Iran answers Trump's ban with ban on US wrestlers traveling to Tehran world cup

Iran answers Trump's ban with ban on US wrestlers traveling to Tehran world cup
Source: Getty Images
Source: Getty Images

In response to President Donald Trump's executive order suspending visas from seven Muslim-majority countries including Iran, the country's foreign ministry has banned United States wrestlers competing in the Freestyle World Cup, which is to be held in Tehran this year.

According to the Associated Press, an Iranian news agency quoted foreign ministry spokesman Bahram Ghasemi as saying that a special committee had considered the case and eventually opposed the wrestlers' entry into the country.

The move follows Tuesday's announcement that Iran would no longer issue visas to U.S. citizens. 

At the time, Rich Bender, USA Wrestling's executive director, told the Wall Street Journal he was still "confident" the U.S. team would be able to attend the Freestyle World Cup in spite of the news.

Demonstrators gathered at John F. Kennedy International Airport on Jan. 28 in protest of Trump's travel ban.
Source: 
Stephanie Keith/Getty Images

Iran officials had threatened some kind of retribution for the ban that same day, calling Trump's executive order "an open affront against the Muslim world."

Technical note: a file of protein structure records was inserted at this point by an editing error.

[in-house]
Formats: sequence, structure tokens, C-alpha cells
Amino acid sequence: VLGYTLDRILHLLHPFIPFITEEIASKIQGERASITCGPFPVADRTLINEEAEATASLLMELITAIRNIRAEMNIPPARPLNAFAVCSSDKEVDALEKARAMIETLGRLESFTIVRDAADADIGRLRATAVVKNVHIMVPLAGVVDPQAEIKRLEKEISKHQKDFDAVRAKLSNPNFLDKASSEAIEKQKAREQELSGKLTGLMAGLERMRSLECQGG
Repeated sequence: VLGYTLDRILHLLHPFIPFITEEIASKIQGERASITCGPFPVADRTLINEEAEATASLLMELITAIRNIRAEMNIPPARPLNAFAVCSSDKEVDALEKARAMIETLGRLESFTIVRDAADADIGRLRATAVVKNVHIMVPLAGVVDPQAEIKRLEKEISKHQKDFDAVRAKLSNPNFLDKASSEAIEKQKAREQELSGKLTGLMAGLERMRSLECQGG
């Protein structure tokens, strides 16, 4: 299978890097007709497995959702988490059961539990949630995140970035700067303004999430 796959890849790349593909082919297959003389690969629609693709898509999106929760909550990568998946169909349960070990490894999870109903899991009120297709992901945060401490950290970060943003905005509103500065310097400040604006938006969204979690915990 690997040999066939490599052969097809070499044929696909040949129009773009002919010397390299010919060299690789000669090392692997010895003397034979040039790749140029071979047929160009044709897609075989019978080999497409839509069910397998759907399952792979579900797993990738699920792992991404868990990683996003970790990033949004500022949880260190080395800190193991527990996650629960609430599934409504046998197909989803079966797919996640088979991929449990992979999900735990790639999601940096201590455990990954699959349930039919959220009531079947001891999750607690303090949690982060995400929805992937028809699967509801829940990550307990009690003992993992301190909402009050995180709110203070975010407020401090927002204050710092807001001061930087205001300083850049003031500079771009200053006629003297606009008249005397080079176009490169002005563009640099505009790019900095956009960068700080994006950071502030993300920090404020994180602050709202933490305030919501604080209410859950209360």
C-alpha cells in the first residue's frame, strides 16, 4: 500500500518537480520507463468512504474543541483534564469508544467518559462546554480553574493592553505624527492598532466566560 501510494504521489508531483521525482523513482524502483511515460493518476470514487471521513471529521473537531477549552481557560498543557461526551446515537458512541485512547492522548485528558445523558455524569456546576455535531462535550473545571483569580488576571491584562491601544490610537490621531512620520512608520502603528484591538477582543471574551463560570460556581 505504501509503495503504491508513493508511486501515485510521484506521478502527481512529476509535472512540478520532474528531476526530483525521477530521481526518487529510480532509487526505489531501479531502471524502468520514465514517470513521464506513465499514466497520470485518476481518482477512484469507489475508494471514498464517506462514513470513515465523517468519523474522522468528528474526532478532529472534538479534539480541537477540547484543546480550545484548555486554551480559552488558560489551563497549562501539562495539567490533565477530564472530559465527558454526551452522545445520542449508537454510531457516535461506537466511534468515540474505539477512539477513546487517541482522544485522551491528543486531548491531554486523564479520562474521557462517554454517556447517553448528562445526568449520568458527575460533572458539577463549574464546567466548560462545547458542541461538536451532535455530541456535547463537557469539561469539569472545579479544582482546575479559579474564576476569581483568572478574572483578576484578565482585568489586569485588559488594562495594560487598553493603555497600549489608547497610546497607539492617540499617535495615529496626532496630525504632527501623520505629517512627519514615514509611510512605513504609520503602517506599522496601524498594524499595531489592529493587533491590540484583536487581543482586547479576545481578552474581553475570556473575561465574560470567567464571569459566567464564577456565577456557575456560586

"While respecting the American people and distinguishing between them and the hostile policies of the U.S. government, Iran will implement the principle of reciprocity until the offensive U.S. limitations against Iranian nationals are lifted," read a statement from the foreign ministry, according to the Independent.

The statement went on to call Trump's apparent anti-Muslim restrictions a "great gift to extremists."

Wrestlers from Iran and the U.S. had previously participated at tournaments in each other's countries over a dozen times, according to the Associated Press, with the Freestyle World Cup being among the most prestigious of international wrestling competitions.

But for Iran, the only answer to Trump's stringent policies may just be "an eye for an eye."

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Marie Solis

Marie is a staff writer with a focus in feminist issues. Her writing has appeared in Gothamist and the Awl. You can reach her at marie@mic.com.

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